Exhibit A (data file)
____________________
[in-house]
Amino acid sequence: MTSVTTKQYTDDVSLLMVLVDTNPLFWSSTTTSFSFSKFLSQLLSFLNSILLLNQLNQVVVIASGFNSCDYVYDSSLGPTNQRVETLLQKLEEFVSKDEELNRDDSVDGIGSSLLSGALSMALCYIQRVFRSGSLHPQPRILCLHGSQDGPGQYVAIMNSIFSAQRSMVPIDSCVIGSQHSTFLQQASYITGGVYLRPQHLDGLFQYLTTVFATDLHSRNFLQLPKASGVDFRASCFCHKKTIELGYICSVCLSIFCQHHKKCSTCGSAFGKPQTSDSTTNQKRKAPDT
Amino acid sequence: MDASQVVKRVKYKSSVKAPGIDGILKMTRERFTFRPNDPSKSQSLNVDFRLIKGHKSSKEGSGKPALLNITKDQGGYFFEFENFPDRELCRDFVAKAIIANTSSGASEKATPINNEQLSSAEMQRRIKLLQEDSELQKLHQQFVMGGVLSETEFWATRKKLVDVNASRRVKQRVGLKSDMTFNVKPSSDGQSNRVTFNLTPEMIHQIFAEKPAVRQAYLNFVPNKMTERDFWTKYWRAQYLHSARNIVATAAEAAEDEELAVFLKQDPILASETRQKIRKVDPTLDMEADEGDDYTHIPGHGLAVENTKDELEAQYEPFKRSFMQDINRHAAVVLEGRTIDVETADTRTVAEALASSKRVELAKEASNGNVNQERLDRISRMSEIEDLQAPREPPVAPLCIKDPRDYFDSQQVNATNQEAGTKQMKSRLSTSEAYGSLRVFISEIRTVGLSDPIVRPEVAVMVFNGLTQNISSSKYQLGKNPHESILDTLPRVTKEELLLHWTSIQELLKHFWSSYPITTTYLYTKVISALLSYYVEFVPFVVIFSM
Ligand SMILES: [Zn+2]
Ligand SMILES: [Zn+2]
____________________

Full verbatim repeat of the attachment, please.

[in-house]
Amino acid sequence: MTSVTTKQYTDDVSLLMVLVDTNPLFWSSTTTSFSFSKFLSQLLSFLNSILLLNQLNQVVVIASGFNSCDYVYDSSLGPTNQRVETLLQKLEEFVSKDEELNRDDSVDGIGSSLLSGALSMALCYIQRVFRSGSLHPQPRILCLHGSQDGPGQYVAIMNSIFSAQRSMVPIDSCVIGSQHSTFLQQASYITGGVYLRPQHLDGLFQYLTTVFATDLHSRNFLQLPKASGVDFRASCFCHKKTIELGYICSVCLSIFCQHHKKCSTCGSAFGKPQTSDSTTNQKRKAPDT
Amino acid sequence: MDASQVVKRVKYKSSVKAPGIDGILKMTRERFTFRPNDPSKSQSLNVDFRLIKGHKSSKEGSGKPALLNITKDQGGYFFEFENFPDRELCRDFVAKAIIANTSSGASEKATPINNEQLSSAEMQRRIKLLQEDSELQKLHQQFVMGGVLSETEFWATRKKLVDVNASRRVKQRVGLKSDMTFNVKPSSDGQSNRVTFNLTPEMIHQIFAEKPAVRQAYLNFVPNKMTERDFWTKYWRAQYLHSARNIVATAAEAAEDEELAVFLKQDPILASETRQKIRKVDPTLDMEADEGDDYTHIPGHGLAVENTKDELEAQYEPFKRSFMQDINRHAAVVLEGRTIDVETADTRTVAEALASSKRVELAKEASNGNVNQERLDRISRMSEIEDLQAPREPPVAPLCIKDPRDYFDSQQVNATNQEAGTKQMKSRLSTSEAYGSLRVFISEIRTVGLSDPIVRPEVAVMVFNGLTQNISSSKYQLGKNPHESILDTLPRVTKEELLLHWTSIQELLKHFWSSYPITTTYLYTKVISALLSYYVEFVPFVVIFSM
Ligand SMILES: [Zn+2]
Ligand SMILES: [Zn+2]